By Kasia Michalik
When the Seattle Artificial Kidney Center (SAKC) opened its doors in January 1962, there were only seven people with what is now called end-stage renal disease (ESRD) in Seattle and 20 patients in the whole United States who had access to dialysis treatments.
The SAKC was the first out-of-hospital, nonprofit, community-supported dialysis unit in the world. It was a three-bed center that could dialyze up to nine patients two times a week using the Kiil dialyzers and tanks made by Sweden Freezer to cool the dialysate.
Fifty later and many struggles behind and more to overcome, one thing is for sure, dialysis equipment, therapy options, prescriptions and innovation have come a long way but have a long way to go in the next 50 years.
It all started with a group of people fighting for coverage. In 1971, when patient advocate, Shep Glazer, dialyzed in front of the House Ways and Means Committee it made an impact and a statement. It has allowed every single ESRD patient the ability to dialyze and not be responsible for the full costs. The following year President Nixon added kidney-disease entitlement to the Social Security Amendment of 1972 on October 30.
There are many things to look at when going back in time. Christopher Blagg, MD, FRCP, who has been in this field since it's inception, has seen it all and has worked with one of the fathers of chronic dialysis, Belding Scribner, the inventor of the Teflon shunt that made dialysis for kidney failure possible for the first time. A prime mover of the dialysis era, Scribner was Blagg's boss during those early times when everything seemed to be a struggle for quality patient care.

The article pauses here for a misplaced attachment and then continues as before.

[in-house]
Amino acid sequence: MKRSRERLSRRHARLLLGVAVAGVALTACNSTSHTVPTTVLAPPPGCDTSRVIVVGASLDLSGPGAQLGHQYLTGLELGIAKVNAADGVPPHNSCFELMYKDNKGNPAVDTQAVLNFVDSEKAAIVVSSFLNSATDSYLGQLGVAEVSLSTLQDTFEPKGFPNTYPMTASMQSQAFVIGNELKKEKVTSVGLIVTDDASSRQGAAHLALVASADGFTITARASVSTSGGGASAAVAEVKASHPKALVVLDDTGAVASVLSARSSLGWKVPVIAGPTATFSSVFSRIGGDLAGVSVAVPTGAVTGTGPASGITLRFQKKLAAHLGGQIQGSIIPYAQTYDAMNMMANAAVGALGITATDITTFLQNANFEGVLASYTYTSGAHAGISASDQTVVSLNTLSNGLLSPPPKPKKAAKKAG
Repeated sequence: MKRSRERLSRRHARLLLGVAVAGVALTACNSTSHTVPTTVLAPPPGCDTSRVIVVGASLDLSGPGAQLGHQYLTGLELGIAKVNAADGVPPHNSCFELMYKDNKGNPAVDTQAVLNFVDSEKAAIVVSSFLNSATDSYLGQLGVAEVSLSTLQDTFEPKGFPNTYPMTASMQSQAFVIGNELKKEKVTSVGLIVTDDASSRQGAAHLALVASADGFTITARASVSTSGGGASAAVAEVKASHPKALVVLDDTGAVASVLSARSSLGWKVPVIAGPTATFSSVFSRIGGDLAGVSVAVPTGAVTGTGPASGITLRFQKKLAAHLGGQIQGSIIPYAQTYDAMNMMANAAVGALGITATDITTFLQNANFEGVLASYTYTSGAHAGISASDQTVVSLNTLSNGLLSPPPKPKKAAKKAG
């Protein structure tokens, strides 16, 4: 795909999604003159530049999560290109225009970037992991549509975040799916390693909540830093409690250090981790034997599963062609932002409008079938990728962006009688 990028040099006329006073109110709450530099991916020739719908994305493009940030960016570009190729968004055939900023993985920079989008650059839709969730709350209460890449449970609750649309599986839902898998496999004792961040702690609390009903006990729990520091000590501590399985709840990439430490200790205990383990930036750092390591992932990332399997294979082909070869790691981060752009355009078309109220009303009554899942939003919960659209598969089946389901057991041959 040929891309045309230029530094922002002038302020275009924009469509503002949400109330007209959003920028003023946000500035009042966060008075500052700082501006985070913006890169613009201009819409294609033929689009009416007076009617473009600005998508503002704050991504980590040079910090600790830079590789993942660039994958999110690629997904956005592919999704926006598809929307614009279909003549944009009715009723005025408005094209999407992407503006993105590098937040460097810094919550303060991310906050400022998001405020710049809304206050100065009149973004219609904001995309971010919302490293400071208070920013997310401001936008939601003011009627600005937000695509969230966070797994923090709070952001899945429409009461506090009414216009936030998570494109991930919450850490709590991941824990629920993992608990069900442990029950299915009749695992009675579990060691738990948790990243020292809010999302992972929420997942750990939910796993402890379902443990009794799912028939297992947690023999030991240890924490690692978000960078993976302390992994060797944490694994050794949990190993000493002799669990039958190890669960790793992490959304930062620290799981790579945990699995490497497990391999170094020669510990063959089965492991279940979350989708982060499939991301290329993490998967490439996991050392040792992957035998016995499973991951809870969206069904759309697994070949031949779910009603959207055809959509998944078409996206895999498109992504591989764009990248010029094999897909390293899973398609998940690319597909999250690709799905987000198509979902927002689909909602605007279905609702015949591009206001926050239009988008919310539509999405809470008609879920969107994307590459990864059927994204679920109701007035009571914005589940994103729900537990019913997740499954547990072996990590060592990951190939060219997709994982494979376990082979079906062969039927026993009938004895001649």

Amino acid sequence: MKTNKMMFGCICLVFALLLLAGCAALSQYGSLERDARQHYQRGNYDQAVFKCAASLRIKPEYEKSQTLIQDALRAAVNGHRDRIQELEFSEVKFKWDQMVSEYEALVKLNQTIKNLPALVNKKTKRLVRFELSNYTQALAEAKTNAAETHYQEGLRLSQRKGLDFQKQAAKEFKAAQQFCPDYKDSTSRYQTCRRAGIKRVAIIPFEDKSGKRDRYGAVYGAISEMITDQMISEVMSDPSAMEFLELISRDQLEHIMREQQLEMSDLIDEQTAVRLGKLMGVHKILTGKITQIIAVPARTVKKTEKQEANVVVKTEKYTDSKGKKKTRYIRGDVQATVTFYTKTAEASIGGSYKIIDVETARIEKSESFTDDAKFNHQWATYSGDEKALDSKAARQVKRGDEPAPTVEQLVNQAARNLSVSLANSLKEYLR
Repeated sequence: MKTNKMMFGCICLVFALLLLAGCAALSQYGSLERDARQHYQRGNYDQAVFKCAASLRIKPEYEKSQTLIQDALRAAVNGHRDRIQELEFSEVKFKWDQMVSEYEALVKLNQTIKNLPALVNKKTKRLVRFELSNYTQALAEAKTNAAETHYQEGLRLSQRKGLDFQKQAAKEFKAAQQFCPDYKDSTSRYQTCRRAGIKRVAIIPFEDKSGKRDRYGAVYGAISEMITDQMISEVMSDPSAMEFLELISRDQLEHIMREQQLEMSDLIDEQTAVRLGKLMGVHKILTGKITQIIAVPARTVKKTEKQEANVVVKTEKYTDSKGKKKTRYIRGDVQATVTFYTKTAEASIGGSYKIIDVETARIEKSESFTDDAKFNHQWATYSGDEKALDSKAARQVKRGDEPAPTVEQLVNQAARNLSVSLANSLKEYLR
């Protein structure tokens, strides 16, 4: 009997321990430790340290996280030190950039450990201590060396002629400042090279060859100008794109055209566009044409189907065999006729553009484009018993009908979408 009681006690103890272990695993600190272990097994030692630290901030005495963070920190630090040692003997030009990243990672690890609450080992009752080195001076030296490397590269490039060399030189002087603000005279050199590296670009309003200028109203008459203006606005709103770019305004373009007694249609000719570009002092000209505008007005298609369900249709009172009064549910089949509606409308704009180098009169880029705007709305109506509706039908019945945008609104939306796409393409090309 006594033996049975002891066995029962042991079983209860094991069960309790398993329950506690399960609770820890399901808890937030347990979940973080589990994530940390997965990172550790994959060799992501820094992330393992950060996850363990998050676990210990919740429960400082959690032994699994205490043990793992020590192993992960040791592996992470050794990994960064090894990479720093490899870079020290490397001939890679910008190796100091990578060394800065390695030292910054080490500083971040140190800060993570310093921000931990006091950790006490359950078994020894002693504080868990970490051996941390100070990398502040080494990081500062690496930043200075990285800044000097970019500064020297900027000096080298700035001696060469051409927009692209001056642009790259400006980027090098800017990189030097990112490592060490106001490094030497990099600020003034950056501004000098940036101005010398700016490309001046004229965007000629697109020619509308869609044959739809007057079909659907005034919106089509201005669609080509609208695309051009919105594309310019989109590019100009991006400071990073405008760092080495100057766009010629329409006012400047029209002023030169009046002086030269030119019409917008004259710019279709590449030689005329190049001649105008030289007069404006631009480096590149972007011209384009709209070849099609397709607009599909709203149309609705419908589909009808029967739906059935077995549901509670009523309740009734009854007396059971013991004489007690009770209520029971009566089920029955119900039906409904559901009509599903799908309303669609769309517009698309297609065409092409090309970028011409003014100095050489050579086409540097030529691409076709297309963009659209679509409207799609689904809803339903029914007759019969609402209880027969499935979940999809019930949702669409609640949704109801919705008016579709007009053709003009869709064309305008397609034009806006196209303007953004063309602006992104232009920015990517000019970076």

"Working with Dr. Scribner was incredible," Blagg said. "Seattle was the Mecca for dialysis in the 1960s because most of the developments that came, came out of Seattle, so people from all over the world came to Seattle to learn how we did dialysis. It was fun and exciting."
Clinical and political highlights came out of the 13-year struggle to help patients pay for dialysis care. Between the first patient being treated for renal failure and the United States Congress passing the legislation that created the Medicare End-Stage Renal Disease Program, many fights were fought and obstacles jumped.
"Before the legislation, I think the most important highlight was the Gottschalk Committee," Blagg said. "This was because it said that dialysis and kidney transplantation were no longer experimental therapies, that the best treatment was a kidney transplant, home dialysis came next and then center dialysis, and it suggested Medicare might be the way to pay for these treatments. This was a major step towards having patients covered through government-funded insurance."